Asian Americans Advancing Justice - LA

Building upon the legacy of the Asian Pacific American Legal Center

APALC clients among first to get approval for deferred action status

Two undocumented immigrants who sought legal help at APALC to apply for deferred action status are among the first immigrants nationwide whose applications have been approved.

A recent New York Times article reported that approximately 29 applications across the nation have been approved for Deferred Action for Childhood Arrivals (DACA) – which allows certain young undocumented immigrants to apply for work authorization and be safe from deportation for a period of two years -- since the U.S. Citizenship and Immigration Services (USCIS) began accepting applications on August 15, 2012.

Two of those 29 applicants who successfully were granted approvals came to APALC.

“I attribute a lot of my success with applying for deferred action to APALC. I was relieved that I had experienced lawyers helping me put together my packet and representing me in case something went wrong. I felt really confident when my packet was shipped; I don't think I would have felt the same way if I had sent it myself. My lawyers did a great job explaining what evidence I needed to present and how the process will happen,” said one of the clients, who wished to remain anonymous. “As for getting approved for DACA, it's great to have some sort of relief for the next two years. This is opening new doors for me, and that's the most exciting part. I can breathe easier at least for now, but I'm still anxious for a more permanent form of immigration reform.”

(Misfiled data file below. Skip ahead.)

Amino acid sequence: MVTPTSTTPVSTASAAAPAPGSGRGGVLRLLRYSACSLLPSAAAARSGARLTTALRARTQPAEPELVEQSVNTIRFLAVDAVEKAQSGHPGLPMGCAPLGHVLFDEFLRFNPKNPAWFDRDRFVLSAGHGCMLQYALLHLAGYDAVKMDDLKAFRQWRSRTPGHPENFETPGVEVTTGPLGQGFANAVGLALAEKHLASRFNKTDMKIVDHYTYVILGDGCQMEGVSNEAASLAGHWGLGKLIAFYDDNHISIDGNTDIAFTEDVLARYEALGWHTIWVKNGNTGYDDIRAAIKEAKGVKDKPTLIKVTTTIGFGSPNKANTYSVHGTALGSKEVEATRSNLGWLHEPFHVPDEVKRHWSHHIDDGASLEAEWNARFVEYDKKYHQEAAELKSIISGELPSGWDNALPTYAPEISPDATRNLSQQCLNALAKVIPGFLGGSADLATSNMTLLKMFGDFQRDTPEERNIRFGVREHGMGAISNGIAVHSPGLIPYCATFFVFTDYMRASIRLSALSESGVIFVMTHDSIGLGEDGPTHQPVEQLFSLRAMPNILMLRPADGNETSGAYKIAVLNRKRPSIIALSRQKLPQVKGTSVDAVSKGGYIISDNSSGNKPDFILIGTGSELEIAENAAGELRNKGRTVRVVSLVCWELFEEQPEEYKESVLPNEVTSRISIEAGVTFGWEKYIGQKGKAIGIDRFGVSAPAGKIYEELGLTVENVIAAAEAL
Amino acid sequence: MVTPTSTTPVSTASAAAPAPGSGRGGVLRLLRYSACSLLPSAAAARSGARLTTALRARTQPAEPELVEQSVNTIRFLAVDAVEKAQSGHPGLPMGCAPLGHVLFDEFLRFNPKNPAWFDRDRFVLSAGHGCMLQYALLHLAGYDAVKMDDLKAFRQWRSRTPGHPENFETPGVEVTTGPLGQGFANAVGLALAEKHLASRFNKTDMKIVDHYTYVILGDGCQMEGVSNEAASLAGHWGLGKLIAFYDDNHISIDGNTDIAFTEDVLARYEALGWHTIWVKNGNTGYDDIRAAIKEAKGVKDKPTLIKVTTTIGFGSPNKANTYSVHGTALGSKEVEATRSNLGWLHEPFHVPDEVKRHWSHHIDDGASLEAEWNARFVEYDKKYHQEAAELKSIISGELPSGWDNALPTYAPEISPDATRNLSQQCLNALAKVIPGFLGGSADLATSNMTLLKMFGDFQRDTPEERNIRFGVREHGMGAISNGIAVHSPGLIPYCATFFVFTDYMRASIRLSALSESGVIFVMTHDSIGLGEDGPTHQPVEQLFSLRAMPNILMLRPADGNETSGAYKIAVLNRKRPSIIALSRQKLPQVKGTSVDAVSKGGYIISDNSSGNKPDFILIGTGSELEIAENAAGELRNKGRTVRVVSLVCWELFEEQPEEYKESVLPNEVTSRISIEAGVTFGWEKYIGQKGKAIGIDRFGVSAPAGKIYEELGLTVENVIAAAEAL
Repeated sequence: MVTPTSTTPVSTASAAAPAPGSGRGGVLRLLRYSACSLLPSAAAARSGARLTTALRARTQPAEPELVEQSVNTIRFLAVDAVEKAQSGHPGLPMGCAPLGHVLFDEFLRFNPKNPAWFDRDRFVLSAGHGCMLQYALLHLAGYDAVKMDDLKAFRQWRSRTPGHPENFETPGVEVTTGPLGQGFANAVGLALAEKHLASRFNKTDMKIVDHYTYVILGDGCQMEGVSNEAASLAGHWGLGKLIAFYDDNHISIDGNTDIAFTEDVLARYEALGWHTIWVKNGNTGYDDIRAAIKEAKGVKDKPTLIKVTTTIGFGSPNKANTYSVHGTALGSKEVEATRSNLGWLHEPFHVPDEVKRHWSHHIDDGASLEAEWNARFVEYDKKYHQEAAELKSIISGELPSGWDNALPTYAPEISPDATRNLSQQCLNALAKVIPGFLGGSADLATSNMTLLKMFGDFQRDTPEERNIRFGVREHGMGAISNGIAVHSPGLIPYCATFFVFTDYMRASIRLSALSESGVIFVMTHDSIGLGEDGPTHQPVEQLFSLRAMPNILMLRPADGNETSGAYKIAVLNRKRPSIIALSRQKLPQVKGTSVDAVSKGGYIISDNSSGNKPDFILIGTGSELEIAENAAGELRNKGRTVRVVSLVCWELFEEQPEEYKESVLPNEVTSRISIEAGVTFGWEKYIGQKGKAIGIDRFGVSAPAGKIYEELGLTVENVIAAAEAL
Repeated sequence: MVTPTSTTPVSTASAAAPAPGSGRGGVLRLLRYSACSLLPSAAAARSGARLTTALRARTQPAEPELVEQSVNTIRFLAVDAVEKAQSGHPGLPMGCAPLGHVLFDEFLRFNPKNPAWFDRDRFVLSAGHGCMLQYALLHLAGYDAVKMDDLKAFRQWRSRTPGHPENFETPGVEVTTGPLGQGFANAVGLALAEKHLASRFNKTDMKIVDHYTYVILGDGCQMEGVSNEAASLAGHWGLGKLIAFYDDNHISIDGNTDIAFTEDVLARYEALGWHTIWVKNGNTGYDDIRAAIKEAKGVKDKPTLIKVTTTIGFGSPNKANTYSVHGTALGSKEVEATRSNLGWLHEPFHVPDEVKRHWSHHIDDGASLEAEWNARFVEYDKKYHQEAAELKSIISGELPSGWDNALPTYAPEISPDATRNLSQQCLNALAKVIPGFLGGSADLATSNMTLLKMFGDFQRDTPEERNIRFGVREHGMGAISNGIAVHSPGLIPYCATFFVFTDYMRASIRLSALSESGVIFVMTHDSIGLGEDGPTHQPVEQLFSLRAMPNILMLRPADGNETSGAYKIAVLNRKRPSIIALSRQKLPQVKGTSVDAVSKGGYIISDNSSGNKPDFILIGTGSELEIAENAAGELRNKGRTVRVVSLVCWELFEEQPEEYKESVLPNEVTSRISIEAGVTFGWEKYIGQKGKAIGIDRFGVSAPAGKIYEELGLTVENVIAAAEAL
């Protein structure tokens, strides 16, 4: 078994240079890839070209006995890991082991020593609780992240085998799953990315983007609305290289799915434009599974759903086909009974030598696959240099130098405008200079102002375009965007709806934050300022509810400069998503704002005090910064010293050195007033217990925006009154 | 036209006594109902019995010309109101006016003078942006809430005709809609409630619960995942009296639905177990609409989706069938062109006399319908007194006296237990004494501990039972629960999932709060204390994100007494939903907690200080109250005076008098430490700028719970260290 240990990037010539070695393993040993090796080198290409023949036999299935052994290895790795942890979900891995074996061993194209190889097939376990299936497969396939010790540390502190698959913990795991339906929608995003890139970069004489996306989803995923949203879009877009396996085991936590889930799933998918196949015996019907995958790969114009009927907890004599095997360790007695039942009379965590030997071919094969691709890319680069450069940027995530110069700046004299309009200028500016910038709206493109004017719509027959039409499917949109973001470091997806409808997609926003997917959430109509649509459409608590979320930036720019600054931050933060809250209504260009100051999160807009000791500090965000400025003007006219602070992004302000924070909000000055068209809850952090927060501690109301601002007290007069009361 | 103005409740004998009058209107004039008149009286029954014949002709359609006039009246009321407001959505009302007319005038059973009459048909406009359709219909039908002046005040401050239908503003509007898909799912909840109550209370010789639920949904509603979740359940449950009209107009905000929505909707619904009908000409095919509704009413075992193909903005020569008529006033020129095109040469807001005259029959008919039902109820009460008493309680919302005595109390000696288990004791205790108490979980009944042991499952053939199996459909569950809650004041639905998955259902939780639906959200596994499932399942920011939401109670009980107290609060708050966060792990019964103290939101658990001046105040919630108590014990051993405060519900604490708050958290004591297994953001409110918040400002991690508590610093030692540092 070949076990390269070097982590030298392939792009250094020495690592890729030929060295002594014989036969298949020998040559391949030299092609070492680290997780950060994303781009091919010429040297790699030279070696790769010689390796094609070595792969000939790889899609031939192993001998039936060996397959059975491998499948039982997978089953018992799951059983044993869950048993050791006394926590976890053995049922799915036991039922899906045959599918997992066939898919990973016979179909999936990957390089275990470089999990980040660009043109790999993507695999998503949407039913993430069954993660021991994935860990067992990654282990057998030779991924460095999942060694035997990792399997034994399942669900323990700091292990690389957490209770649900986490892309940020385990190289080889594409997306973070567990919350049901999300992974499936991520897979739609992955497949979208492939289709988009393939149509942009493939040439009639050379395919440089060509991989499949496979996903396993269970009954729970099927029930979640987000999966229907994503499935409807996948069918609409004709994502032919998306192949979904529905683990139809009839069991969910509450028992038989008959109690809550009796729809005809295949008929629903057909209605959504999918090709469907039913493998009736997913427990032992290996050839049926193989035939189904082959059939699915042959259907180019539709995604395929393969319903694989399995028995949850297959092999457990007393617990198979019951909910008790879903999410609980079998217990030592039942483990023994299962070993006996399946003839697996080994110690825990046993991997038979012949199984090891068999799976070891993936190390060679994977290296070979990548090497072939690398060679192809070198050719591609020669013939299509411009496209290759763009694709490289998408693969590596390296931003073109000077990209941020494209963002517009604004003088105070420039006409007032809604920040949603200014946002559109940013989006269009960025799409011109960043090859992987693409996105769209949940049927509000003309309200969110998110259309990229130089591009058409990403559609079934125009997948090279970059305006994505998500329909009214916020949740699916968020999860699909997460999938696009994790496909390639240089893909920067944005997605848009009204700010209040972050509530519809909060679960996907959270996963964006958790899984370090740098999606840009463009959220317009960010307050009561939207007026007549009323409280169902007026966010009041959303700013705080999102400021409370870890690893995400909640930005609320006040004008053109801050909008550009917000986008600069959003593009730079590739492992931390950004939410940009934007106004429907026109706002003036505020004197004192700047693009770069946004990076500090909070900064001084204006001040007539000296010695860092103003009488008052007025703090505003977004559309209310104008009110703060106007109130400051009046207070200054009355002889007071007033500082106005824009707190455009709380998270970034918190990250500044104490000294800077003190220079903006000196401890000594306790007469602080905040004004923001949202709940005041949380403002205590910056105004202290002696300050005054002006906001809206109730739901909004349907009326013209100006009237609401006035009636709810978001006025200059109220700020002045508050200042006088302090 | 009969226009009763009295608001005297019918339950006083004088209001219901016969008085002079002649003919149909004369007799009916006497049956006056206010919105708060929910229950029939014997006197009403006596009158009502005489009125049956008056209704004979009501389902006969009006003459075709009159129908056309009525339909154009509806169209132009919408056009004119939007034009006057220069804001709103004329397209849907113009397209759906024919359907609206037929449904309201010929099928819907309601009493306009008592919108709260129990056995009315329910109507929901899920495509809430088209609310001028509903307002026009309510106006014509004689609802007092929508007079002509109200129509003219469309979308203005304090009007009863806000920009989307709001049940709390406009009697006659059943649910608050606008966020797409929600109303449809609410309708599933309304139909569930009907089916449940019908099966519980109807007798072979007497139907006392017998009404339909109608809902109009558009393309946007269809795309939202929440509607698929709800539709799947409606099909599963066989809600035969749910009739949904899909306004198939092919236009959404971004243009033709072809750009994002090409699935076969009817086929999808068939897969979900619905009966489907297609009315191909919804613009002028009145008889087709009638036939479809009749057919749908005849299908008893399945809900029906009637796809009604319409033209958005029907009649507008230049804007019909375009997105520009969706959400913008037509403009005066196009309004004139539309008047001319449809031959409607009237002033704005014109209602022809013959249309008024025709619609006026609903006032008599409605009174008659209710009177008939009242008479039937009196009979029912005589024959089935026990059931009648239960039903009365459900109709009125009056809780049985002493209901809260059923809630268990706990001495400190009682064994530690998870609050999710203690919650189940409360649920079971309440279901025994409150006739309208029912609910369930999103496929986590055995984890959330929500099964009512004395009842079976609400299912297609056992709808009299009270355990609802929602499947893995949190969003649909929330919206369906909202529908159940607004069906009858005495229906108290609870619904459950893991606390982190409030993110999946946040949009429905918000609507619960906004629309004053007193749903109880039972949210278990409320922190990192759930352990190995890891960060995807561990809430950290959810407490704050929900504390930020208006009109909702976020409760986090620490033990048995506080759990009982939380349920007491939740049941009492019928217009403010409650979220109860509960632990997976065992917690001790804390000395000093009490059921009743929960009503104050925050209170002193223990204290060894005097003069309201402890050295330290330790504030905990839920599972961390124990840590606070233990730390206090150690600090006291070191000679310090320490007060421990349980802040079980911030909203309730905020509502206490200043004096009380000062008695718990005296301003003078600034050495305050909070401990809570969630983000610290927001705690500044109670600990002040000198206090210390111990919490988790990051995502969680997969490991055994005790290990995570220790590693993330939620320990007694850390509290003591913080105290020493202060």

The Migration Policy Institute estimates that approximately 1.76 million young immigrants are potentially eligible for this deferred action policy. One out of 10 DREAM-eligible students is of Asian American or Pacific Islander (AAPI) descent.

On August 9, 2012, APALC opened its doors to help eligible applicants prepare their deferred action applications. Since then, APALC has assisted over 800 DREAMers via national in-language hotlines, and provided free full legal representation for approximately 150 applicants. APALC also provided online information to thousands of youth, fielded more than 3,400 calls from across the nation.

“With APALC’s extensive language capacity, we also are one of the only organizations nationwide that can be a full resource to AAPI DREAMers and their families,” said APALC Direct Services Director Anthony Roh.

“We felt that it was critical to provide free legal representation throughout the application process since there were so many unknowns. We are pleased to have provided the advocacy necessary to obtain approvals for our clients,” Roh added. “We hope other DREAMers come to us for free legal assistance.”

For undocumented youth who need free legal help, APALC is hosting weekly workshops to assist individuals with completing their applications. APALC also is providing free direct representation for complex cases.

To schedule an appointment, please call one of the following in-language hotlines:

  • Chinese (Mandarin & Cantonese): 800-520-2356
  • Khmer: 800-867-3126
  • Korean: 800-867-3640
  • Thai: 800-914-9583
  • Vietnamese: 800-267-7395
  • English/Tagalog/Spanish: 888-349-9695

Or email [email protected] and visit our website: www.apalc.org

For undocumented Asian American youth interested in connecting to other AAPI DREAMers, contact APALC Immigrant Rights Consultant Anthony Ng at [email protected].

For Legal Help

Advancing Justice - LA’s hotlines prioritize assistance to low-income persons in the following areas of law: family, immigration, consumer, public benefits, employment, housing, and civil rights.

English: 888.349.9695
需要協助嗎: 800.520.2356
हिंदी 855.971.2552

ត្រូវការជំនួយជាភាសាខ្មែរ:

800.867.3126
도움이 필요하십니까?: 800.867.3640
Tagalog: 855.300.2552
ต้องการความช่วยเหลือ: 800.914.9583
Cần sự giúp đỡ: 800.267.7395

 

Our mission is to advocate for civil rights, provide legal services and education, and build coalitions to positively influence and impact Asian Americans, Native Hawaiians, and Pacific Islanders and to create a more equitable and harmonious society.